Cassowaries (genus Casuarius) are very large flightless birds native to the tropical forests of New Guinea and northeastern Australia.
The Southern Cassowary is the third largest flightless bird on the planet, smaller only than the ostrich and emu. Cassowaries feed mainly on fruits, though all species are truly omnivorous and will take a range of other plant food including shoots, grass seeds and fungi in addition to invertebrates and small vertebrates.
Cassowaries are very shy, but when disturbed, they are capable of inflicting fatal injuries to an adult human.
A cassowary's three-toed feet have sharp claws; the dagger-like middle claw is 120 mm (5 inches) long. This claw is particularly dangerous since the Cassowary can use it to kill an enemy, disembowelling it with a single kick.
Cassowaries can run up to 45-50 km/h (32 mph) through the dense forest. They can jump up to 1.5 m (5 feet) and they are good swimmers.
Cassowaries have horn-like crests called casques on their heads. These consist of "a keratinous skin over a core of firm, cellular foam-like material". The casque has several purposes. Cassowaries put their heads down and used to part vegetation and move through dense rainforest. They use it as a weapon for dominance disputes, as well as the casque amplifies deep sounds and is beleived to be used for either sound reception or acoustic communication.
The birds also lower their heads when they are running "full tilt through the vegetation, brushing saplings aside and occasionally careering into small trees. The casque also helps protect the skull from such collisions.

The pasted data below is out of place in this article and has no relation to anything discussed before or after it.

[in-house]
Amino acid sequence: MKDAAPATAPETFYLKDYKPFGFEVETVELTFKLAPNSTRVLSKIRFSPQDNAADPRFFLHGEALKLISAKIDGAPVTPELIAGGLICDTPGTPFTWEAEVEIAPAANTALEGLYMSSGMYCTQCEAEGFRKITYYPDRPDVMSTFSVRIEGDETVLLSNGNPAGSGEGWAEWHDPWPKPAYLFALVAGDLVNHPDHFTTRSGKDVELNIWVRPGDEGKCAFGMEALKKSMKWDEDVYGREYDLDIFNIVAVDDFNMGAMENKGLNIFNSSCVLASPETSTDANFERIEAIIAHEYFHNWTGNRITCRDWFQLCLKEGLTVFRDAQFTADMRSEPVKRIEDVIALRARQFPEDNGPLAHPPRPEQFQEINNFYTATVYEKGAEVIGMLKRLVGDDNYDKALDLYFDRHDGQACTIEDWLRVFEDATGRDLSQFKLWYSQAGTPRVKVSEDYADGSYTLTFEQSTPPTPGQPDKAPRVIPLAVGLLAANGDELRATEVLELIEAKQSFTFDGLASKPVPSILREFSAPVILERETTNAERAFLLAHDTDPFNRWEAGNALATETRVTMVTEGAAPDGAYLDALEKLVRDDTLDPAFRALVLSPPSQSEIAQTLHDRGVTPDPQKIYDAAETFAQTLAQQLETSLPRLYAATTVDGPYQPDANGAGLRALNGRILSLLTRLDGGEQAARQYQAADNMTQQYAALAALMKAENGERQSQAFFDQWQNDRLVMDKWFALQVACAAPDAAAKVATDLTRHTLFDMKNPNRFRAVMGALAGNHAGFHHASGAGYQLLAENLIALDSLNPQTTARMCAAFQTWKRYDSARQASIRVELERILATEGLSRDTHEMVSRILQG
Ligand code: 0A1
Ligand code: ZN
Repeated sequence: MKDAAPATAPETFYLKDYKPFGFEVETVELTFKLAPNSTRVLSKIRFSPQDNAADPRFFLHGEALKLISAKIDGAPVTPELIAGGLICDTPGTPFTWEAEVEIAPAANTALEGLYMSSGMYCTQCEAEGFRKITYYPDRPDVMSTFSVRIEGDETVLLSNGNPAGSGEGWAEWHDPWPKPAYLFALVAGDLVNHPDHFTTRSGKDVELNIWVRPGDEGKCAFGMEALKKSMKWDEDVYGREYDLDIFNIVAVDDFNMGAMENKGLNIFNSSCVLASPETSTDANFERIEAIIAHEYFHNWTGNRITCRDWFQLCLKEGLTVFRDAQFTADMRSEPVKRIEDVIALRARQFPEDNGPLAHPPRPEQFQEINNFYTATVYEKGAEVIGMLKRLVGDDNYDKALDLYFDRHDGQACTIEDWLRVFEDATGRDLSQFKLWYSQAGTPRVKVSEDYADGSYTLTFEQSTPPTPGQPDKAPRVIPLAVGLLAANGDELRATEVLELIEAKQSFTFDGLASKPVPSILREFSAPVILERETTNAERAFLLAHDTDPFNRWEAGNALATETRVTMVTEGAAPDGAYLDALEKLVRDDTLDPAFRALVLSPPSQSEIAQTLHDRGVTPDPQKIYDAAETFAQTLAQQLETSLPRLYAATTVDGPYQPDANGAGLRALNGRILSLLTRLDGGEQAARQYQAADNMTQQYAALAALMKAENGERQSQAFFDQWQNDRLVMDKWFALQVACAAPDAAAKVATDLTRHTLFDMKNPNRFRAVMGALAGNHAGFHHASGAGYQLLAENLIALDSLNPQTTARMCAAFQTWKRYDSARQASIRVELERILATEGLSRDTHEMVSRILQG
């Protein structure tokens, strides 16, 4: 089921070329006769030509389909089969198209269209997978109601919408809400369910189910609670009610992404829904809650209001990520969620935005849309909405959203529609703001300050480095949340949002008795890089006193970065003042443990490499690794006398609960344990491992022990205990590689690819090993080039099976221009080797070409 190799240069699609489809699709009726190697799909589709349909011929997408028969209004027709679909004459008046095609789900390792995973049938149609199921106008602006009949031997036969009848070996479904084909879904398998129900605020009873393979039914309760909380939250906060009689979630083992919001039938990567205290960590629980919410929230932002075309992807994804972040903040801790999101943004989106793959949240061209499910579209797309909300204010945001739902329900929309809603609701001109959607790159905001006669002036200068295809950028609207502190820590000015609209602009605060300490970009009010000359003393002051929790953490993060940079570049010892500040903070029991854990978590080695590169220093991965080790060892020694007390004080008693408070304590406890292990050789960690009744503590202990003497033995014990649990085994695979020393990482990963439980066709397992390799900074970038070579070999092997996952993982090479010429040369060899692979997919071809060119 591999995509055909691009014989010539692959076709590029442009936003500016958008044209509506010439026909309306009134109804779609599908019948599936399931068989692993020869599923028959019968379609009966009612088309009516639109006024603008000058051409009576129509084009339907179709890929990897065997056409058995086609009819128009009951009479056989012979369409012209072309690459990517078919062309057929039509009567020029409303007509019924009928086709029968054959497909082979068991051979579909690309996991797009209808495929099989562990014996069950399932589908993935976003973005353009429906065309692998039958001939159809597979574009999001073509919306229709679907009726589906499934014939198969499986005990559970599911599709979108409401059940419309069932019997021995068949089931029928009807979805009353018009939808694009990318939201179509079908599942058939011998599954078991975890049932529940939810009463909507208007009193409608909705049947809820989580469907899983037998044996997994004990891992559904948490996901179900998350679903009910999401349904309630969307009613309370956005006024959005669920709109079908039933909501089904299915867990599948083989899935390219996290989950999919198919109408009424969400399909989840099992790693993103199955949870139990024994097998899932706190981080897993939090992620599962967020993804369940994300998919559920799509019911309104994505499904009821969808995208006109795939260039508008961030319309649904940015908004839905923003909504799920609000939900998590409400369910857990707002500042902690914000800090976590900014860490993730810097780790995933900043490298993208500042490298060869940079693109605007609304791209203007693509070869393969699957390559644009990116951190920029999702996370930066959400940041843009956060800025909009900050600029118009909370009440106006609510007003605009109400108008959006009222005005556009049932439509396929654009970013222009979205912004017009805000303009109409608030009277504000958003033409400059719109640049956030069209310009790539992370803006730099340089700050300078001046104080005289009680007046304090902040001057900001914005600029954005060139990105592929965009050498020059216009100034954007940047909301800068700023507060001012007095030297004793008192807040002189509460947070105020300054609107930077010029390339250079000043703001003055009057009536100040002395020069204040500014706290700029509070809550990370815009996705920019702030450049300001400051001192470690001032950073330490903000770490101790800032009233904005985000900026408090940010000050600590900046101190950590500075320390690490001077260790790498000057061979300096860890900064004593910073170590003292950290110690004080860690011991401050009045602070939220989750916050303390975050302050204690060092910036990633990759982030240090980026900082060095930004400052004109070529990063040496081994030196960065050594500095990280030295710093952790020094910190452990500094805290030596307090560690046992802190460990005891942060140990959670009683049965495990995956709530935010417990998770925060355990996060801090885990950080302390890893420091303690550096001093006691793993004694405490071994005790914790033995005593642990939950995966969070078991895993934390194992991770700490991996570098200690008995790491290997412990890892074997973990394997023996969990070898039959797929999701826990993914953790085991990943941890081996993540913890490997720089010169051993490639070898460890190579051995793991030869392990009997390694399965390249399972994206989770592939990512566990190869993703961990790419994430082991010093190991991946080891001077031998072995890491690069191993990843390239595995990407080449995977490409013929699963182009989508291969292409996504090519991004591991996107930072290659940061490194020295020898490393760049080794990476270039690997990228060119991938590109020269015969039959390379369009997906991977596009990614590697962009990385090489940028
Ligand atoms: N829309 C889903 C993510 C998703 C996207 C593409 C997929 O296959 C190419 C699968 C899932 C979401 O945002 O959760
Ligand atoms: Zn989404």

Cassowaries are frugivorous; fallen fruit, such as the cassowary plum and fruit on low branches is the mainstay of their diet. They also eat fungi, snails, insects, frogs, and snakes. They are a keystone species of rain forests because they eat fallen fruit whole and distribute seeds across the jungle floor via excrement.
Role in seed dispersal and germination
Casuarius casuarius scat
Cassowaries feed on the fruits of several hundred rainforest species and usually pass viable seeds in large dense scats. They are known to disperse seeds over distances greater than a kilometre, and thus probably play an important role in the ecosystem. Germination rates for seeds of the rare Australian rainforest tree Ryparosa were found to be much higher after passing through a cassowary's gut (92% versus 4%).
Click to view image: 'Cassowary: The World's Most Dangerous Bird'
In: Arts and Entertainment, Other
Tags: Cassowary, Flightless, Bird, Far, North, Queensland, Australia, World Most Dangerous Bird,
Location: Cairns, Queensland, Australia (load item map)
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